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Wednesday, August 8, 2012

12 paths to plain language: reasons for choosing clarity — Rachel McAlpine, Contented Blog

Simplicity is the ultimate sophistication.
A graphic with that statement by Leonardo da Vinci is the first thing you see when you go to the website with McAlpine's article.

And she uses it to make a point about the attitudes of governments, companies, not-for-profit agencies, and other organizations that pursue and promote plain language.

It's language that's "simple, unassuming, natural, unadorned by sequins or diamonds." It's neither sophisticated (in the highfalutin meaning of that word) nor scholarly.

It's the type of language that you -- I mean the person reading this blog at this moment on your computer, tablet or other device -- should be using in nearly all your writing. 

After I posted this article on my Facebook page, I friend replied:
Down with polysyllabic language! It doesn't make someone sound smart, typically just makes them sound arrogant.

In college I was in a group project with a guy that thought using complex language made him smart but there were four people in our group that were ESL, newly immigrated to the US. He ended up having to explain himself over and over again and never understood that if he simplified his language it would help everyone get the point faster.
McAlpine's article gives the reasons for liking (or disliking) communication in plain language. Here's a summary:
  1. Saving money. Where communication is garbled, time is wasted on non-compliance and unnecessary phone calls. ...
  2. Democracy, human rights. ... As “Everyone is equal before the law”, so everyone must be able to understand their rights.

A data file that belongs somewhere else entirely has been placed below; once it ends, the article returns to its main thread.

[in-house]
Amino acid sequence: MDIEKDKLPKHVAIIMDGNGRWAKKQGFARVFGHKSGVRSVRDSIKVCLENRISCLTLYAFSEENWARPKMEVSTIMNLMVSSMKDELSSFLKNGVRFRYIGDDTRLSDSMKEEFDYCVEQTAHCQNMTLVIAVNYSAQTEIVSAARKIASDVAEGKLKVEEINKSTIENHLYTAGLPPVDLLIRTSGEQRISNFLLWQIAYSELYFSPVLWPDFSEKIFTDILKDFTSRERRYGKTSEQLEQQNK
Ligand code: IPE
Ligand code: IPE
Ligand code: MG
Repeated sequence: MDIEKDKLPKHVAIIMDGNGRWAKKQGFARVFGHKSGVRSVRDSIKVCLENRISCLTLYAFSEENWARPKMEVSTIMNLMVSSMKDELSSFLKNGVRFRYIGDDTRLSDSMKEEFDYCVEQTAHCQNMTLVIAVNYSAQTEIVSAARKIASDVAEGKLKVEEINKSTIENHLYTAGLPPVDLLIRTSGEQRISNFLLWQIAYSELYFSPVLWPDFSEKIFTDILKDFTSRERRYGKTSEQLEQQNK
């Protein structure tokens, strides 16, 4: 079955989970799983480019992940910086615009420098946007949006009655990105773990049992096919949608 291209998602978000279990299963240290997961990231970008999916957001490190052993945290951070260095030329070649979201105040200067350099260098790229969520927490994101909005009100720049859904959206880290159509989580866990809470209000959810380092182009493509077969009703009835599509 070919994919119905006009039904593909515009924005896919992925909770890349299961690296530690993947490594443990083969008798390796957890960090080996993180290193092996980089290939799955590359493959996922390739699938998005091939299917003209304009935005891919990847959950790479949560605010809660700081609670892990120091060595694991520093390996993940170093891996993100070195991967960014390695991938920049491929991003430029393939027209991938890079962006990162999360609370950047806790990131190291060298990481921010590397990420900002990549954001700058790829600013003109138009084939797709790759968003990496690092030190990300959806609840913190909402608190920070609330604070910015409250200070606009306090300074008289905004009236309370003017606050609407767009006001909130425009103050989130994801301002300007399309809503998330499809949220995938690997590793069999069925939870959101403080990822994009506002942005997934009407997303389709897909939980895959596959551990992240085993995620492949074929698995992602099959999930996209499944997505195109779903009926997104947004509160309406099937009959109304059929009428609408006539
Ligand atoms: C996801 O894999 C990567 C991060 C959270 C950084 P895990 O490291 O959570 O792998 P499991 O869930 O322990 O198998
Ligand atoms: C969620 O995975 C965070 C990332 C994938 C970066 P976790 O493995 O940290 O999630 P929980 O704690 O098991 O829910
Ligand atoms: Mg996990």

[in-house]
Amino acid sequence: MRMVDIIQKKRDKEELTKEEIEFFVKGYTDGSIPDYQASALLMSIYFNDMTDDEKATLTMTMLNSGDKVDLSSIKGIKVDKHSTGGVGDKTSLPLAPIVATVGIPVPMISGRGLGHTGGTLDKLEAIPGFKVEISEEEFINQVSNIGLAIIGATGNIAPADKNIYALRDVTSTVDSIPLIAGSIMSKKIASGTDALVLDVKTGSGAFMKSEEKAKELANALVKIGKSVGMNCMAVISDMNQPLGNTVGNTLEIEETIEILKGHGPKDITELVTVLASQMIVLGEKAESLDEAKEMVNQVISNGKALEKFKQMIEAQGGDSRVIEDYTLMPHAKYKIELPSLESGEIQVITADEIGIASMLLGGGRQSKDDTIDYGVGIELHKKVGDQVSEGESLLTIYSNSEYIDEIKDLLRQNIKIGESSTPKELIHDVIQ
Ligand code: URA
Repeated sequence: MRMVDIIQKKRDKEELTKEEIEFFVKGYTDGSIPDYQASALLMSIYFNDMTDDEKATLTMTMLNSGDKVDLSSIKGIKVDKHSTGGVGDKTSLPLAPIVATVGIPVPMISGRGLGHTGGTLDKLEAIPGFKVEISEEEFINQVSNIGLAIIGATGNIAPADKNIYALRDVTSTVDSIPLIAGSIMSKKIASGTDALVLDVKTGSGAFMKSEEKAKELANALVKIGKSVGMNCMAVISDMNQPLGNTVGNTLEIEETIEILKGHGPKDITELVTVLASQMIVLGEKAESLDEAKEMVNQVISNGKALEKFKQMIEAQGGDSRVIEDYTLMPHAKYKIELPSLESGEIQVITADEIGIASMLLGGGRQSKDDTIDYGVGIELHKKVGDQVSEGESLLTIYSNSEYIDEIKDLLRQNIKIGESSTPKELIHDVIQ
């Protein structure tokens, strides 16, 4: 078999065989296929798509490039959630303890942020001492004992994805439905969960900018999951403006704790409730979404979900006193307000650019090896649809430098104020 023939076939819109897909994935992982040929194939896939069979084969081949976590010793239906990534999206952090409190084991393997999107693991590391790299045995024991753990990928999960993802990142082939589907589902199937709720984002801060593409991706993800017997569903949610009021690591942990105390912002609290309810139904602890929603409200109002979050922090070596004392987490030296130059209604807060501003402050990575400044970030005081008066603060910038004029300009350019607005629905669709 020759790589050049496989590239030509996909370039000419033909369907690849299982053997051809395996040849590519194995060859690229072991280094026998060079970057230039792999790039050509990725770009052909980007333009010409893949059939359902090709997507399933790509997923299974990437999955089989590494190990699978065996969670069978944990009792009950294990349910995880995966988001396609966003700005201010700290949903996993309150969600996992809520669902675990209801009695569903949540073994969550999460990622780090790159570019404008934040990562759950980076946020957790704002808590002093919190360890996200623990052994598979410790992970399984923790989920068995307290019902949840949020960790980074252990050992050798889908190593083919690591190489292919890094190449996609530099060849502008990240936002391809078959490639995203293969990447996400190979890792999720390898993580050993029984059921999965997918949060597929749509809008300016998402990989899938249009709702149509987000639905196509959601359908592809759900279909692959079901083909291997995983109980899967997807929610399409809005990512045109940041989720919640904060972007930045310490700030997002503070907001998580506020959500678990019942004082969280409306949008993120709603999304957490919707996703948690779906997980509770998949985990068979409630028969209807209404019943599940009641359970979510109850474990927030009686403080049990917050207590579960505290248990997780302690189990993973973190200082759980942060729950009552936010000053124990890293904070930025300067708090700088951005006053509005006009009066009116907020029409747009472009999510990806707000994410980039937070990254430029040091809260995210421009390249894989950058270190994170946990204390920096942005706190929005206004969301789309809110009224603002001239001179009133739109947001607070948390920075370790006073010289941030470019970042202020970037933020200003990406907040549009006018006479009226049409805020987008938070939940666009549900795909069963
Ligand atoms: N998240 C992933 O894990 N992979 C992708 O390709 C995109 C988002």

3. Web accessibility. Web content must be understandable: ... so that information can be accessed by everyone, regardless of disabilities.
  4. Usability. ... How can any information be usable if it is not understandable? ...
  5. Consumer rights. ...
  6. Help for new immigrants. ...
  7. Clear legislation. ...
  8. Clear legal language. ...
  9. Ease of translation. ... [The European Union] Fight the Fog initiative to make official documents simpler is based on the need for easy translation into other EU languages.
  10. Financial transparency. ... Gobbledygook played a big part in the recent credit crunch.
  11. Protecting a language. ...
  12. Civil Service Code of Conduct. ...
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For more information on this topic, visit Garbl's Plain English Writing Guide. It describes A seven-step approach to writing clearly and concisely to meet the needs of your readers. This article is featured today (Aug. 8) in Garbl's Plain English Paragraphs -- available at the Plain Language tab above and by free email subscription. 


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